Linguistic Anthropology and Literary and Cultural Studies:
A Mellon Foundation Sawyer Seminar, 2018-2019

Michael Lucey, Departments of Comparative Literature and French
Tom McEnaney, Departments of Comparative Literature and Spanish & Portuguese
Andrew Garrett, Department of Linguistics

This seminar aims to explore the potential of a set of concepts, tools, and critical practices developed in the field of linguistic anthropology for work being done in the fields of literary and cultural criticism.

The seminar will have two halves. In three sessions in Fall 2018, we aim to create a common frame of reference by introducing and elaborating recent linguistic anthropological thought about an interlinked set of topics that are also currently prominent in literary and cultural studies: translation/transduction, sound, and publics. The four sessions of the second half of the seminar, in Spring 2019, will be spent exploring how those topics are, or could be deployed, in interdisciplinary and intercultural work that investigates discourses and practices of sexuality, religion, and politics. A final segment of the seminar provides an occasion, in the light of the earlier work of the seminar, to investigate the history, and the political and ethical commitments of the field of linguistic anthropology itself.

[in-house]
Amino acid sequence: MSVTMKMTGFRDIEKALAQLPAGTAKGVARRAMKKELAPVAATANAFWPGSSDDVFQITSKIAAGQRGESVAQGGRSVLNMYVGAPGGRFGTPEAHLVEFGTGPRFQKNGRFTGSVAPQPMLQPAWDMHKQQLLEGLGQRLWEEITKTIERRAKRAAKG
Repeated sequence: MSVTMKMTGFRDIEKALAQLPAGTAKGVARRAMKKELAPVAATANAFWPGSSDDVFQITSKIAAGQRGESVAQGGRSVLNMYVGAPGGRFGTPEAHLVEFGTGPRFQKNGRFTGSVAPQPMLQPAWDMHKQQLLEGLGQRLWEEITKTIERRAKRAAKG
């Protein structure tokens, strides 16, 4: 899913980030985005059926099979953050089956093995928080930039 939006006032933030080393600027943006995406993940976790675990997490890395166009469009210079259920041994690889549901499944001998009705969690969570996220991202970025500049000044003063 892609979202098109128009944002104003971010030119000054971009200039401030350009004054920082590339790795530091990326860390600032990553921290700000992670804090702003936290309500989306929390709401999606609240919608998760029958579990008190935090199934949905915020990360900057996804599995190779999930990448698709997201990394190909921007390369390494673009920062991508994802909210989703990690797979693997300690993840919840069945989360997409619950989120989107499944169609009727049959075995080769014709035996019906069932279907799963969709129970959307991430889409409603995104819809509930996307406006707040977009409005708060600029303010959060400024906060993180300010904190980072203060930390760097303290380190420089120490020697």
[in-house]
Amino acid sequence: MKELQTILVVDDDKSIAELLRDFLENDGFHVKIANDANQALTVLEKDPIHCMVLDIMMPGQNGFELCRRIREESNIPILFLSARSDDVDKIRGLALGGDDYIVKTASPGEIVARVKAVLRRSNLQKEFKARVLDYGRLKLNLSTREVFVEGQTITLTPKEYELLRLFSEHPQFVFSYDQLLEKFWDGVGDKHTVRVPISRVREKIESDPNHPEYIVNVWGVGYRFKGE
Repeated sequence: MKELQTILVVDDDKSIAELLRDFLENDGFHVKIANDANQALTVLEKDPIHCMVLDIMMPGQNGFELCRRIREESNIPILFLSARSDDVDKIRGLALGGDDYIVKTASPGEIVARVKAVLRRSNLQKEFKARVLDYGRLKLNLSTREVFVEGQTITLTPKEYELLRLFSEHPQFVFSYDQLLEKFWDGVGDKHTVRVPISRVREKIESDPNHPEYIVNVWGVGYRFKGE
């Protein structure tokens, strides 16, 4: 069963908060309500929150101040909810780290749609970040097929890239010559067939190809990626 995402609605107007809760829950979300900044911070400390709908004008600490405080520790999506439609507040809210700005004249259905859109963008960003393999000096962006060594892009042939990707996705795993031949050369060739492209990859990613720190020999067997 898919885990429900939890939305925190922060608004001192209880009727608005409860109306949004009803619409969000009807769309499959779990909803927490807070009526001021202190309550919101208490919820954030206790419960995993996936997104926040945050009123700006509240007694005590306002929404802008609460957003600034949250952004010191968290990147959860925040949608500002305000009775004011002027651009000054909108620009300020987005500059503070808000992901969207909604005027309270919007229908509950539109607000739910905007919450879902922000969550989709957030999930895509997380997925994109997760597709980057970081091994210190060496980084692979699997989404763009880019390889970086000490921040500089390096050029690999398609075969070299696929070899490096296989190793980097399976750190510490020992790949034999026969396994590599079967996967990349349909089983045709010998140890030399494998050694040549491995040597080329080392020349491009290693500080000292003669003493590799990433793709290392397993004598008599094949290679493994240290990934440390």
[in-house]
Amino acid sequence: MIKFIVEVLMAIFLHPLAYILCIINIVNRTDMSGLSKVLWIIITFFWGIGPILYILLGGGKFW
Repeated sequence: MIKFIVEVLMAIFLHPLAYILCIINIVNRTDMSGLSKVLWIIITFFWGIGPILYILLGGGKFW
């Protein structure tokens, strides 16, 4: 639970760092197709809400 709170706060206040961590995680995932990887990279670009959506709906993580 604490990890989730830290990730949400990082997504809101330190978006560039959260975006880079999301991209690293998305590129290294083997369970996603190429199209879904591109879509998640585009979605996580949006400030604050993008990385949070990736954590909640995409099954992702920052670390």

Central questions to be pursued throughout the seminar include: How might attunement to language’s dynamic use—the shifts in meaning as words and utterances travel in different contexts—alter our conceptions of texts as primarily referential objects? What can we learn of literary forms when we consider them as the effects of a series of ritualized performances rather than transhistorical norms? What can attention to sound’s social functions teach us about how sounds hail, divide, or otherwise create communities of all kinds?

A longer description of the seminar can be found here.